I just answered some questions in an email from an FCF member, and I thought I'd post them here, just a little bit edited so I can make this post public.
1. How did you find out about FCF?
In the spring of 2003 I was a volunteer at Exotic Feline Rescue Center in Indiana. They were co-sponsoring a husbandry course, and I decided I was interested.
2. What made you join, what made you attracted to the group?
At the course I met several FCF folks and heard about the convention coming up in Cincinnati later that year. I was excited to meet people like Bob Turner and Lynn Culver. When they told me I'd get to see a snow leopard up close, I decided I'd go.
3. What is making you to stay as a member?
Cats are the most important thing in my life. I don't think I could find the will to live in a world without tigers. I'm convinced that the only hope of keeping the various species alive is by getting more people to care passionately about them and that the only way to get people to care passionately is for them to have the chance to see them up close, to touch them, and to know them as individuals. The kind of interaction that changes people's hearts doesn't happen in AZA zoos. Responsible private owners give more people chances to get closer to the animals. Responsible breeders ensure that there's a population for exhibitors to work with. FCF's other conservation activities are also valuable, but promoting responsible private ownership is vital. It's that emphasis that makes FCF worth supporting when there are so many places I could give my limited conservation dollars.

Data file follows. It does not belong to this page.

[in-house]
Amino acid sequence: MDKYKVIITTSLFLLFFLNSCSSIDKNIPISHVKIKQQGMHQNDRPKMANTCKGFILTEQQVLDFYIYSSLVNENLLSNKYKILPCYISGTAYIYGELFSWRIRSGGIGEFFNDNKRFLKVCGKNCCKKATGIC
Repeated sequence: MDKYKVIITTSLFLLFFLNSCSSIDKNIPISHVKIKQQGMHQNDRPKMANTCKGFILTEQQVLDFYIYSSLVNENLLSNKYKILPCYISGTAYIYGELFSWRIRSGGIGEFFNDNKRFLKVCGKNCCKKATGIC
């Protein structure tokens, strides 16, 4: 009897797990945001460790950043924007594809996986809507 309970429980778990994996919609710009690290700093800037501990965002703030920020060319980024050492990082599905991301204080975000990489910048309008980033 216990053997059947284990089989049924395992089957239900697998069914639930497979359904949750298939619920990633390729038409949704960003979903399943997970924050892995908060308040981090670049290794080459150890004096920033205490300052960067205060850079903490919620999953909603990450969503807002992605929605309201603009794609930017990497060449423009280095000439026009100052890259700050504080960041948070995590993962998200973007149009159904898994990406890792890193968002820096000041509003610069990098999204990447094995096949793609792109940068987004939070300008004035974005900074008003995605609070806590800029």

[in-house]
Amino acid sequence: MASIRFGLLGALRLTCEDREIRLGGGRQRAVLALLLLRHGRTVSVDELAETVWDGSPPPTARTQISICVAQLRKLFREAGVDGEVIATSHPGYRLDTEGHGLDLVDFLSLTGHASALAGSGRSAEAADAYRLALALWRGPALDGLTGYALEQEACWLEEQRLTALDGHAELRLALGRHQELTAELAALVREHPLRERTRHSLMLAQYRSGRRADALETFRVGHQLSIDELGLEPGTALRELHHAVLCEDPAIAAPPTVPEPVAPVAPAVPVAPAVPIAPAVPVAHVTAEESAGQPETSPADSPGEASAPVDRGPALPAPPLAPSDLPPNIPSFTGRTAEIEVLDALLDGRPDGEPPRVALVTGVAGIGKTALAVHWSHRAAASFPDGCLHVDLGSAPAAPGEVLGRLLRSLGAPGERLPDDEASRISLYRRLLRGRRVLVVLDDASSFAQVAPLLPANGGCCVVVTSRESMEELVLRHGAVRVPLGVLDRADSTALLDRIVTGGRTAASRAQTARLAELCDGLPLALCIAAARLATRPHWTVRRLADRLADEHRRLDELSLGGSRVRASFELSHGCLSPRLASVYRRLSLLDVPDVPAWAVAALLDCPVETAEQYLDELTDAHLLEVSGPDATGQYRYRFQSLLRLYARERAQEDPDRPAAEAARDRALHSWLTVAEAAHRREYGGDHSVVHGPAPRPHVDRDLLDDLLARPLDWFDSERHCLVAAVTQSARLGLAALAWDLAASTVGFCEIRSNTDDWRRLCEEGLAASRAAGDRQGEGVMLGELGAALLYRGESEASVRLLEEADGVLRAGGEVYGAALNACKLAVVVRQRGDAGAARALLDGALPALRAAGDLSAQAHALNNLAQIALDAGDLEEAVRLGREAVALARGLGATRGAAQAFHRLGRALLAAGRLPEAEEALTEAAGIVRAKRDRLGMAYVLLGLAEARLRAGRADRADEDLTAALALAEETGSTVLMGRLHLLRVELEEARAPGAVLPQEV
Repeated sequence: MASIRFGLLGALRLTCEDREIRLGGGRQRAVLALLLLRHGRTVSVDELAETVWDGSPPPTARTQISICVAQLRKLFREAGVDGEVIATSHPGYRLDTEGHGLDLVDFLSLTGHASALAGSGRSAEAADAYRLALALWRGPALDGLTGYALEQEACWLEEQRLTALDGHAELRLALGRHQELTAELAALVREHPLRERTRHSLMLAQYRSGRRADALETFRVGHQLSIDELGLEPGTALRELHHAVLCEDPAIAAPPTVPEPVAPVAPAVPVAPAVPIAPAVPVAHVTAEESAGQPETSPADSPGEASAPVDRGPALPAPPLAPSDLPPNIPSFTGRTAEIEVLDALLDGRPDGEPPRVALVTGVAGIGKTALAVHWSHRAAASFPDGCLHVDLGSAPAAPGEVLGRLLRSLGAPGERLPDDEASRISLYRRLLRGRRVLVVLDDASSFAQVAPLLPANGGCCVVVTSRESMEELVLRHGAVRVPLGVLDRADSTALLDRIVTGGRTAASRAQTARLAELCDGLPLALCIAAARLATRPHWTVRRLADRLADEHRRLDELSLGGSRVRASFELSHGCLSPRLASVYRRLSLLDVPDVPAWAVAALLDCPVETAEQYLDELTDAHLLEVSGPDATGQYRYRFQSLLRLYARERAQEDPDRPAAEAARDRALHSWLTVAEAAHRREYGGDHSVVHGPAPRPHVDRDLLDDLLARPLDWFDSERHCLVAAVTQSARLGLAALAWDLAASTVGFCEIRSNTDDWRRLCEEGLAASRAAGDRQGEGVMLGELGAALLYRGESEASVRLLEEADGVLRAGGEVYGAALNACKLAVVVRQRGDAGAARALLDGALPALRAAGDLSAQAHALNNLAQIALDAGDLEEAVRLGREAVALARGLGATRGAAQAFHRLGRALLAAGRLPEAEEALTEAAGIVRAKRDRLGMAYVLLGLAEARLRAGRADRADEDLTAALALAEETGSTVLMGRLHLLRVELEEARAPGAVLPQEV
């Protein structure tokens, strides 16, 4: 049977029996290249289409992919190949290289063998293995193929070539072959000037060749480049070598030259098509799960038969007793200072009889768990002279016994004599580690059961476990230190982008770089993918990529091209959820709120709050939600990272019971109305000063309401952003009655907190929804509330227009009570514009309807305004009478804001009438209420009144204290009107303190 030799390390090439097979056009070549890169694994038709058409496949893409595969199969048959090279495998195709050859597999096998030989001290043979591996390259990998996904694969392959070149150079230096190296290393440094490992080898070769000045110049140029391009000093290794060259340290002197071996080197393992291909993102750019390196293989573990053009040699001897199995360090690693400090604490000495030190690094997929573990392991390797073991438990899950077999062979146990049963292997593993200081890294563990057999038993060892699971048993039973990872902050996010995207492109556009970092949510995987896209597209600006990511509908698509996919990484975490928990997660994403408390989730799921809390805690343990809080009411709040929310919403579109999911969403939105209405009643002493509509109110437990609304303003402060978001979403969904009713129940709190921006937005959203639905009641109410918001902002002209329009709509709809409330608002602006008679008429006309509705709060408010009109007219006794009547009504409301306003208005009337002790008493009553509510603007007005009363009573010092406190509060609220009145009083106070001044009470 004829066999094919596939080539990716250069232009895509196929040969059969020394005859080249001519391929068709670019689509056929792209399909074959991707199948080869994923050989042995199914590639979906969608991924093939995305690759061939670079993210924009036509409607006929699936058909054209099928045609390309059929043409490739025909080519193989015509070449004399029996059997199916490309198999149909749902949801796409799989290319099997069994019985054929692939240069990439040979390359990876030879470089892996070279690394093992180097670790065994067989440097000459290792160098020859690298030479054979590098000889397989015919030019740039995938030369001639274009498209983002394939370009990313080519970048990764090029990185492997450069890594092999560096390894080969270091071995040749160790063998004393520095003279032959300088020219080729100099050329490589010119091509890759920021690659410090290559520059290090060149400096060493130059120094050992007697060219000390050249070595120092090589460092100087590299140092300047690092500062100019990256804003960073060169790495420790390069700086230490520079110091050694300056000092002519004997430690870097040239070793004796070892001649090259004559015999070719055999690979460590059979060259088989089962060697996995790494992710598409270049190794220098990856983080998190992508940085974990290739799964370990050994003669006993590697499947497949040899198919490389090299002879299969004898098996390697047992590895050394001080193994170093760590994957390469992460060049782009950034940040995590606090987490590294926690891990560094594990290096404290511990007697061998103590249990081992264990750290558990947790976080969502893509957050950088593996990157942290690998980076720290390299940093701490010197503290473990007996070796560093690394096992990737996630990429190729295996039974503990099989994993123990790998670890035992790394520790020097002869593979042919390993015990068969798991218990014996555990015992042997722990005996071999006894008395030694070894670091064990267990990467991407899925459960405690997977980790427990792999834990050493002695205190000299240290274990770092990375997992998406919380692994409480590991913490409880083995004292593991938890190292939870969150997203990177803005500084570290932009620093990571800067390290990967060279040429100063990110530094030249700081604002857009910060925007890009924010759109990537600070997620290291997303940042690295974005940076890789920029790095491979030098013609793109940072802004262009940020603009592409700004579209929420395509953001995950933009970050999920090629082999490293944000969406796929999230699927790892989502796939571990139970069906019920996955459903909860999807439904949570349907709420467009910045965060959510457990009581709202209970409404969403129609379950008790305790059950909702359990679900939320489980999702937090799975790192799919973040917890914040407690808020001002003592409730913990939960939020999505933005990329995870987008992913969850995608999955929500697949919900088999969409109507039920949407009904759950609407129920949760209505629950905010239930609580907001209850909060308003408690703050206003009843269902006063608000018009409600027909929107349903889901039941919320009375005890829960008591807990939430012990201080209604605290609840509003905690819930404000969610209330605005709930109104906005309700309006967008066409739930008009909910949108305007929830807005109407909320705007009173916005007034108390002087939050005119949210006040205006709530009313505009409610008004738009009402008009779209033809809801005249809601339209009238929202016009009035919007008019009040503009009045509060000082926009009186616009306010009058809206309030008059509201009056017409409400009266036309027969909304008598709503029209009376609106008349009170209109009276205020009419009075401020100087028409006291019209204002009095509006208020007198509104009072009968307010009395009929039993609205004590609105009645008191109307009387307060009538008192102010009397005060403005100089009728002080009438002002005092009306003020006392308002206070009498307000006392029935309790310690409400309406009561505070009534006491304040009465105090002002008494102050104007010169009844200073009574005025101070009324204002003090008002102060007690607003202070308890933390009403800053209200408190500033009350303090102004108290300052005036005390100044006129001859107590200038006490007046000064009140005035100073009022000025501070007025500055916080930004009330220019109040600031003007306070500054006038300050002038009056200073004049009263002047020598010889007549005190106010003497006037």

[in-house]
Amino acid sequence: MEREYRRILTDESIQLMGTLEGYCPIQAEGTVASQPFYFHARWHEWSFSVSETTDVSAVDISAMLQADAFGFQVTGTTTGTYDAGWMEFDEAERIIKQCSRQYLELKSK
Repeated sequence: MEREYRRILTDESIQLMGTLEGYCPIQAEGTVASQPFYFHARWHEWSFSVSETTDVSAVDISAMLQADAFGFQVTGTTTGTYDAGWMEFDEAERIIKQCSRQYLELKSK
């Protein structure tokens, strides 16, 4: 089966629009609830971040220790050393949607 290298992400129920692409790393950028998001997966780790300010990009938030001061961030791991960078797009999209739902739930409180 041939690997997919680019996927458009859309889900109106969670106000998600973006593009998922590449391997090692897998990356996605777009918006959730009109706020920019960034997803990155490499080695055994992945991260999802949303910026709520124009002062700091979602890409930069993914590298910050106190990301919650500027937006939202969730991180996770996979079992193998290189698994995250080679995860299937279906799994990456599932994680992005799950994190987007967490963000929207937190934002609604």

To be honest, the annual convention has become a high point of my year as a chance to spend time with friends I only see then and to meet the animals. I'd probably still go if it were only a social occasion, but I'm very glad that the organization is doing something important.
4. What would you change?
I want to see more husbandry courses. I want to see the accreditation program take off. I'd like to see the organization doing more to educate the public and lawmakers about why responsible ownership is important to the future of the animals and no threat to public safety. Of course, that means more work, which means more people doing the work. So I want to see more efforts to expand the membership to get more people involved, especially people like me who don't have cats of their own. And as more people become involved, I want to see more of the club's business done by a larger group than the elected Board members.